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Critical blood shortage arises amid COVID-19 concerns

Mercy hospital to hold blood drive April 1
There has been a sharp decrease in blood donations across the country the past month over COVID-19 concerns.

FARMINGTON – As the coronavirus spreads and people follow social-distancing protocols from public health experts, an unexpected side effect is a decrease in blood donations across the country, putting a strain on an already low supply.

At least 2,700 Red Cross blood drives have been canceled across the country as a result of COVID-19 pandemic concerns as of last week, according to the Red Cross. The cancellations have resulted in an estimated 86,000 fewer blood donations. Yet, more than 80% of the blood the Red Cross collects comes from these blood drives, the agency said in a statement.

Both Mercy Regional Medical Center and San Juan Regional Medical Center in Farmington have acknowledged a critical blood shortage. In an effort to combat it, both hospitals have organized blood drives, with added coronavirus safety precautions.

San Juan Regional Medical Center’s blood drive with a Vitalant mobile unit will be held from 6 a.m. to 6 p.m. Thursday in the main hospital parking lot at 801 W. Maple St. Vitalant (formerly United Blood Services) is a nonprofit organization that collects blood from volunteer donors.

“Donating blood is one of the easiest ways to give back to your community. In an emergency, it’s the blood already on hospital shelves that saves lives,” the medical center said in a news release.

To maintain social-distancing practices, people are encouraged to schedule an appointment ahead of time, although walk-ins will be accepted. To schedule a donation, visit bloodhero.com and search by ZIP code and date.

“This was not a regularly scheduled blood drive,” said Laura Werbner, spokeswoman for SJRMC. “This was specifically done because there is a critical blood shortage right now, and a lot of people in our community have been reaching out and wanting to help.”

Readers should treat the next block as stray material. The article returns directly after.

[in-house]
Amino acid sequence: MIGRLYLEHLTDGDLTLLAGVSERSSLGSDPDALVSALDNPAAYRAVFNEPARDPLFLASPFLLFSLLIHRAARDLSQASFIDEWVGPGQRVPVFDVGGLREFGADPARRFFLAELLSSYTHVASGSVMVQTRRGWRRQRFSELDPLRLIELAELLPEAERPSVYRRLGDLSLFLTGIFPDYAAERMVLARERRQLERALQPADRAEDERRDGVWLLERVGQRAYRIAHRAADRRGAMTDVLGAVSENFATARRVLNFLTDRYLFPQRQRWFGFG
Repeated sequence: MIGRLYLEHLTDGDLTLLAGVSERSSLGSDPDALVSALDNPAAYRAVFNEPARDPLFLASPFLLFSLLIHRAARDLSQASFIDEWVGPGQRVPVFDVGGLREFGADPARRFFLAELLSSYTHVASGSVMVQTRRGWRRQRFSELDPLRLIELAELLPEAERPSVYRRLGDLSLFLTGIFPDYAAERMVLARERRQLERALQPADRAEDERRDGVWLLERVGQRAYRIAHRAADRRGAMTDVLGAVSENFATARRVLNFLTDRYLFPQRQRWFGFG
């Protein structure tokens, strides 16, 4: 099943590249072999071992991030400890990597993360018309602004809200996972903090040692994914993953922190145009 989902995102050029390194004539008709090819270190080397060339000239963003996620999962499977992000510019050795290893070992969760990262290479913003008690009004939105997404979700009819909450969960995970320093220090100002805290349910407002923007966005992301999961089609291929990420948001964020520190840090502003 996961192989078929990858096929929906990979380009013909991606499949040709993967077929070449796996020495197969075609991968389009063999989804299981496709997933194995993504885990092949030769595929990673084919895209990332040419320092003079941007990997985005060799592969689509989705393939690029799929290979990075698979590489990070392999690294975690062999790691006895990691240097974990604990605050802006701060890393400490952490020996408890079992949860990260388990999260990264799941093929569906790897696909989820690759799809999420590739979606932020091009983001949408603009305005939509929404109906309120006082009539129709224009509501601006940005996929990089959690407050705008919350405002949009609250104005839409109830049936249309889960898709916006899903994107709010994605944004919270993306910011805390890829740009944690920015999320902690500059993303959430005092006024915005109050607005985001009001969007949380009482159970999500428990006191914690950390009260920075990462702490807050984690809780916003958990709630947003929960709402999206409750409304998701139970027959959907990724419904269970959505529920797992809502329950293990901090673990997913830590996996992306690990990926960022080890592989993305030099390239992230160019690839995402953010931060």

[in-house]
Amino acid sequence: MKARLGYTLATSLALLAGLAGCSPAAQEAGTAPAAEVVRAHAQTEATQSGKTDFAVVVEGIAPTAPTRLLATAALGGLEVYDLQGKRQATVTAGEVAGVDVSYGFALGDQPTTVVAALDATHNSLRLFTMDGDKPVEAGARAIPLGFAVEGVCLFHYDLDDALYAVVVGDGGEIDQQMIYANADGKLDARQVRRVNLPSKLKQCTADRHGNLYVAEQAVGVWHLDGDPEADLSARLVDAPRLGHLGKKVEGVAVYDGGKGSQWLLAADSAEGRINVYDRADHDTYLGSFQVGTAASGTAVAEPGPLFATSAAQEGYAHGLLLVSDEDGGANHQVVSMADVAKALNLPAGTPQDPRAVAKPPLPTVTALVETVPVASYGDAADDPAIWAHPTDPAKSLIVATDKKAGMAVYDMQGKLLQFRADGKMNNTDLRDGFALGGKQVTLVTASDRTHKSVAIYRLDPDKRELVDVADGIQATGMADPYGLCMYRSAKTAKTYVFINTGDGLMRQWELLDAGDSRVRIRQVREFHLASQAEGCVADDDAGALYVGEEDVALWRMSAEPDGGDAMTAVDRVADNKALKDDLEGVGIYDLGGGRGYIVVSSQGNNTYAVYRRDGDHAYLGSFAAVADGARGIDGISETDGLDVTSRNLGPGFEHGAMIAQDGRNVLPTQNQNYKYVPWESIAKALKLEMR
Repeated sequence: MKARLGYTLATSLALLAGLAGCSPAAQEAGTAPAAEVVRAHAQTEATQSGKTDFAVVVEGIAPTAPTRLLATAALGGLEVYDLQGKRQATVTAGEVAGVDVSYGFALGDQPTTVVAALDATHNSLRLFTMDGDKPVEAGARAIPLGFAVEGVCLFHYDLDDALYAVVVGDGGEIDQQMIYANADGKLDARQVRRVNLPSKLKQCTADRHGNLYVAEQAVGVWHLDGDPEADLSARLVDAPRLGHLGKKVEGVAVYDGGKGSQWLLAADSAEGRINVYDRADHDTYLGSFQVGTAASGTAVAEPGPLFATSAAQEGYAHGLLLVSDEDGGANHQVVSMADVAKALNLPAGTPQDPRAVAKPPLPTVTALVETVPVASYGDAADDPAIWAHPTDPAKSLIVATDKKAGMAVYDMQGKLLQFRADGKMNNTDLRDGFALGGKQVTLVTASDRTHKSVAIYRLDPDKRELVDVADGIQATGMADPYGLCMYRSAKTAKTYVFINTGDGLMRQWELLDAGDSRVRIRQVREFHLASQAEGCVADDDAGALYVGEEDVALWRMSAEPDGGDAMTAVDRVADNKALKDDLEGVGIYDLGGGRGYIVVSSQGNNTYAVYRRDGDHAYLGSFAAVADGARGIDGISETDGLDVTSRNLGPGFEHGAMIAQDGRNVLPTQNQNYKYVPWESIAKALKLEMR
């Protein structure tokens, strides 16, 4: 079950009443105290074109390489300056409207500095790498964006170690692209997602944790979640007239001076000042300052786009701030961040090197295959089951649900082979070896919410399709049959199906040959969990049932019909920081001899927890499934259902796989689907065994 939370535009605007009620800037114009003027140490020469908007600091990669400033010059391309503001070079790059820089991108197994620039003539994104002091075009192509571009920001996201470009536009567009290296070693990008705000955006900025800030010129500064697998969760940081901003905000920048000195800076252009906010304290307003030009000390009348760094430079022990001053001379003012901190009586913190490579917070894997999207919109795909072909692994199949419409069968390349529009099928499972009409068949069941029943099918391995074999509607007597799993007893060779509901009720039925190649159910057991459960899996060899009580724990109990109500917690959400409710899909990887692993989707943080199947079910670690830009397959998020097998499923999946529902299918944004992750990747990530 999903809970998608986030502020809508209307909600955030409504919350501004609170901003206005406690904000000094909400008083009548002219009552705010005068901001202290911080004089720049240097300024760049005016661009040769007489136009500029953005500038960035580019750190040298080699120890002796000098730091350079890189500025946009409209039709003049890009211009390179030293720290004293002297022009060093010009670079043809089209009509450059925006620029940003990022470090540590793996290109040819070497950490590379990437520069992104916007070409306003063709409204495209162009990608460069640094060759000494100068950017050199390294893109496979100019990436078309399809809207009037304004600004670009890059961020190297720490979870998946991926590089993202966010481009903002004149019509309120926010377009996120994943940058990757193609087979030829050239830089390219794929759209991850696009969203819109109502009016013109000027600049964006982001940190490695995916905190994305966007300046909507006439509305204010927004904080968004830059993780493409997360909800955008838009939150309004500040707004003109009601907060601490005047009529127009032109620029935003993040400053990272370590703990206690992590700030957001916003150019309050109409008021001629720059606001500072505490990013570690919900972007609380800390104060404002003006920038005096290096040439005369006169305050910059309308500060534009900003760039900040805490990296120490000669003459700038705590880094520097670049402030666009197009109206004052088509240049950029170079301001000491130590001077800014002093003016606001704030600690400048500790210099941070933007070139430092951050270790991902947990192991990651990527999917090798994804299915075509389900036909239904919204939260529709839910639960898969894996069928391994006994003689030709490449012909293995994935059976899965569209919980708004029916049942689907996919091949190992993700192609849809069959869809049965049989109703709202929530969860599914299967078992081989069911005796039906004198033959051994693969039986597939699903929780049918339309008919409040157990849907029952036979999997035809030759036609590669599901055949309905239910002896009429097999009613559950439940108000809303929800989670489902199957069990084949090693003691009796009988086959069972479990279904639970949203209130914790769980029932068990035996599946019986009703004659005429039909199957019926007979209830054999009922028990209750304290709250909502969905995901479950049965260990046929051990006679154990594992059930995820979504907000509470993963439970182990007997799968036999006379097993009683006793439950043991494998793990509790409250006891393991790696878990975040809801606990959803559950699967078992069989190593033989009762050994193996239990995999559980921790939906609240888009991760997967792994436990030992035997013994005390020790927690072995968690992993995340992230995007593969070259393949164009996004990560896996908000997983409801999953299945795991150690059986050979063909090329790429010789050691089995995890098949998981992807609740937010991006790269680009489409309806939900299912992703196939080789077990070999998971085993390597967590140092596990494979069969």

Mercy Regional Medical Center also announced a blood drive hosted with Vitalant from 10 a.m. to 3 p.m. April 1 in the hospital’s parking lot at 1010 Three Springs Blvd. People who want to donate are encouraged to make an appointment to maintain social-distancing practices by calling (970) 764-1170 or visiting bloodhero.com and entering the code: mrmc.

In a news release Tuesday, Mercy said, “Local blood supply has dropped, and Vitalant is in urgent need of donors.”

In addition to the routine recommendations of eating a good meal, drinking plenty of water and bringing an ID or donor card, both hospitals have outlined extra precautions. Donors will be screened for COVID-19 symptoms and possible exposure, including two temperature screenings before donation, San Juan Regional Medical Center’s news release said. But donors will not be tested for the coronavirus.

While most states have closed gatherings, blood drives are not included in that list, and the U.S. Food and Drug Administration has urged healthy Americans to consider donating.

“People who donate blood are equivalent to those people who are working in a critical infrastructure industry,” the FDA said in a news release last week. “In volunteering to do so, they are contributing immeasurably to the public health of our nation.”

According to the Red Cross, “There is no data or evidence that this coronavirus can be transmitted by blood transfusion, and there have been no reported cases of transfusion transmission for any respiratory virus, including this coronavirus, worldwide.”

As of Wednesday, Colorado had 1,430 positive cases and 24 deaths. New Mexico, which reported its first death on Wednesday, saw cases rise to 100. San Juan County reported a total of seven positive cases as of Tuesday evening.

lweber@durangoherald.com



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